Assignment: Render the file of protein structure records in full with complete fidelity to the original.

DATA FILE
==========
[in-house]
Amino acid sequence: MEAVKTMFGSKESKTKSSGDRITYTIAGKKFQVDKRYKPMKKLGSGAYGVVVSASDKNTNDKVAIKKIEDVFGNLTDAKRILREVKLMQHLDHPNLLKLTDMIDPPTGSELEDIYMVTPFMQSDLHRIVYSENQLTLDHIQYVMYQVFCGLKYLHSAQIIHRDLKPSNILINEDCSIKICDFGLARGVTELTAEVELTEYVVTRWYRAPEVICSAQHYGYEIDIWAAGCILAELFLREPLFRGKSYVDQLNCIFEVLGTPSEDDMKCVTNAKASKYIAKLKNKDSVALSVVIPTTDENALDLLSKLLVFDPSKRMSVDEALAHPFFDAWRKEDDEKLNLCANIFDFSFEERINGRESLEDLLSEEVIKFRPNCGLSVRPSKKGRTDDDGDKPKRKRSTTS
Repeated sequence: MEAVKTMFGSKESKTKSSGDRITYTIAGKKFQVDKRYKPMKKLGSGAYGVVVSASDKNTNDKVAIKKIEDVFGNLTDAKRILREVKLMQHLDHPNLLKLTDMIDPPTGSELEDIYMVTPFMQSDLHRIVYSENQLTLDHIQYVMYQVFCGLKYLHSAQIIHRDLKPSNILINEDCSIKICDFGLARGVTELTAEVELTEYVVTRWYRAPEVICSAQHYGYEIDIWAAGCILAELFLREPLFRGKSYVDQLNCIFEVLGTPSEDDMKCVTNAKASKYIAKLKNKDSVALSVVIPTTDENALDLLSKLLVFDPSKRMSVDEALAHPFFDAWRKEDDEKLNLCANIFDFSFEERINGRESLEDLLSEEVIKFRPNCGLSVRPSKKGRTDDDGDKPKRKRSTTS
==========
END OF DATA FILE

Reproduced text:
[in-house]
Amino acid sequence: MEAVKTMFGSKESKTKSSGDRITYTIAGKKFQVDKRYKPMKKLGSGAYGVVVSASDKNTNDKVAIKKIEDVFGNLTDAKRILREVKLMQHLDHPNLLKLTDMIDPPTGSELEDIYMVTPFMQSDLHRIVYSENQLTLDHIQYVMYQVFCGLKYLHSAQIIHRDLKPSNILINEDCSIKICDFGLARGVTELTAEVELTEYVVTRWYRAPEVICSAQHYGYEIDIWAAGCILAELFLREPLFRGKSYVDQLNCIFEVLGTPSEDDMKCVTNAKASKYIAKLKNKDSVALSVVIPTTDENALDLLSKLLVFDPSKRMSVDEALAHPFFDAWRKEDDEKLNLCANIFDFSFEERINGRESLEDLLSEEVIKFRPNCGLSVRPSKKGRTDDDGDKPKRKRSTTS
Repeated sequence: MEAVKTMFGSKESKTKSSGDRITYTIAGKKFQVDKRYKPMKKLGSGAYGVVVSASDKNTNDKVAIKKIEDVFGNLTDAKRILREVKLMQHLDHPNLLKLTDMIDPPTGSELEDIYMVTPFMQSDLHRIVYSENQLTLDHIQYVMYQVFCGLKYLHSAQIIHRDLKPSNILINEDCSIKICDFGLARGVTELTAEVELTEYVVTRWYRAPEVICSAQHYGYEIDIWAAGCILAELFLREPLFRGKSYVDQLNCIFEVLGTPSEDDMKCVTNAKASKYIAKLKNKDSVALSVVIPTTDENALDLLSKLLVFDPSKRMSVDEALAHPFFDAWRKEDDEKLNLCANIFDFSFEERINGRESLEDLLSEEVIKFRPNCGLSVRPSKKGRTDDDGDKPKRKRSTTS